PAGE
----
On Pat Rosenmeier’s New Paintings

Derwische (Derivshes)is what the German-Canadian painter Pat Rosenmeier calls her most recent series of paintings. Dynamic, gestural and colorful, they inevitably stir associations with the ecstatic, dancing trances of Turkey’s Mevlevi order of Sufis.

In her series, the artist has repeatedly shifted between different lines of inquiry from the history of painting: abstract realism in Magnolien (Magnolias), Sealands or Maden (Maggots) and monochrome abstraction in Nine Gold or her black paintings. Here she proceeds in a manner similar to Thomas Ruff in his wide-ranging visual worlds dealing with the possibilities of photography.

In the paintings of the Dervishes series, Pat Rosenmeier builds on the abstract and expressive artistic methods of Action Painting and Art Informel, developed in the postwar art of Jackson Pollock, Wols, Emil Schumacher, Heinz Mack and KRH Sonderborg, among others. They are characterized by a strikingly bodily way of working based on movement. There is no prefabricated formal concept, no painting by numbers; instead, the works emerge out of a trial-and-error or challenge-response process until the picture appears “finished.” This is a risky procedure, as can be inferred from the sometimes numerous layers of overpainting.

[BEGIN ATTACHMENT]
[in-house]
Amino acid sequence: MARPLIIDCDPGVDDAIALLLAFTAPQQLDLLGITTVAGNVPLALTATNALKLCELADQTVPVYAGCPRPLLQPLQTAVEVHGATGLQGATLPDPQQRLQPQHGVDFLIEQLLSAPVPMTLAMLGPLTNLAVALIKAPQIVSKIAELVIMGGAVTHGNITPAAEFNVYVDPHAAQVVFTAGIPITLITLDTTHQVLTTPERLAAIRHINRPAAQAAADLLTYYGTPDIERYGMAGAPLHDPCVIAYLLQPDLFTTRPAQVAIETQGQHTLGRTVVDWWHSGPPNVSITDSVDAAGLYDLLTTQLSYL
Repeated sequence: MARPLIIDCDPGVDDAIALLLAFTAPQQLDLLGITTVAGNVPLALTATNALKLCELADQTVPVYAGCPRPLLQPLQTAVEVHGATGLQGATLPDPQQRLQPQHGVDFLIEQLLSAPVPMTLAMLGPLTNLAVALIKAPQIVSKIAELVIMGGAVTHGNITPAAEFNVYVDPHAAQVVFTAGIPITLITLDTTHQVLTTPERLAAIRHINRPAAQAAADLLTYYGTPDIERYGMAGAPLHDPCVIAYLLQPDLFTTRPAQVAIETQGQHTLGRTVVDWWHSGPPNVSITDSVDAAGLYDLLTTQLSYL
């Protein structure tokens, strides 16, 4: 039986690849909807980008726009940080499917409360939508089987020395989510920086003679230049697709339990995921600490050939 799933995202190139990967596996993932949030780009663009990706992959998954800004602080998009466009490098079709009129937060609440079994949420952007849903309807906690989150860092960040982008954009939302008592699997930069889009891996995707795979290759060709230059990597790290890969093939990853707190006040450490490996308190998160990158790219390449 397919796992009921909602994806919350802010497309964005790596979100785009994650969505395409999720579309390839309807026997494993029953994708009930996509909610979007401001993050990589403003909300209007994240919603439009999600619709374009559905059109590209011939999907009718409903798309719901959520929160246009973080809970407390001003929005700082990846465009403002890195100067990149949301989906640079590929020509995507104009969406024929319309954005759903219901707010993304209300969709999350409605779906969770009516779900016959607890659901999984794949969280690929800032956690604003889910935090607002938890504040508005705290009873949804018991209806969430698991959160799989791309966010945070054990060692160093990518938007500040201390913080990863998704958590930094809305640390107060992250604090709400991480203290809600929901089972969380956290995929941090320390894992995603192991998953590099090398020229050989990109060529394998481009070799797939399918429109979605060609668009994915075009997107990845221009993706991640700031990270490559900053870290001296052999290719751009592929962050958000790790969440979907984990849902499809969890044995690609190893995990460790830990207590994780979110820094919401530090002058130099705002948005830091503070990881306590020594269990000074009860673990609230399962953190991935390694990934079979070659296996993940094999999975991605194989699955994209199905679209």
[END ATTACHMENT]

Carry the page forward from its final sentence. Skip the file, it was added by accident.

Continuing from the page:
High-contrast, pure colors predominate in the visual figures placed on the almost monochrome, cloudy gray grounds of Rosenmeier’s Dervishes. Thus, instead of an allover painting across the entire canvas, there is a clearly articulated figure-ground constellation. And although they are completely abstract, we might feel a desire to recognize fluttering hummingbirds, roaring whirlpools or gleaming fireworks of pigment in them.

The titles of almost all the new abstract paintings feature not just a precise dating, including the month and day, but also the names of women — a kind of dedication to Clärenore Stinnes, Vivian Maier, Camille Claudel, Gerda Taro, Melli Beese and Ellis Kaut.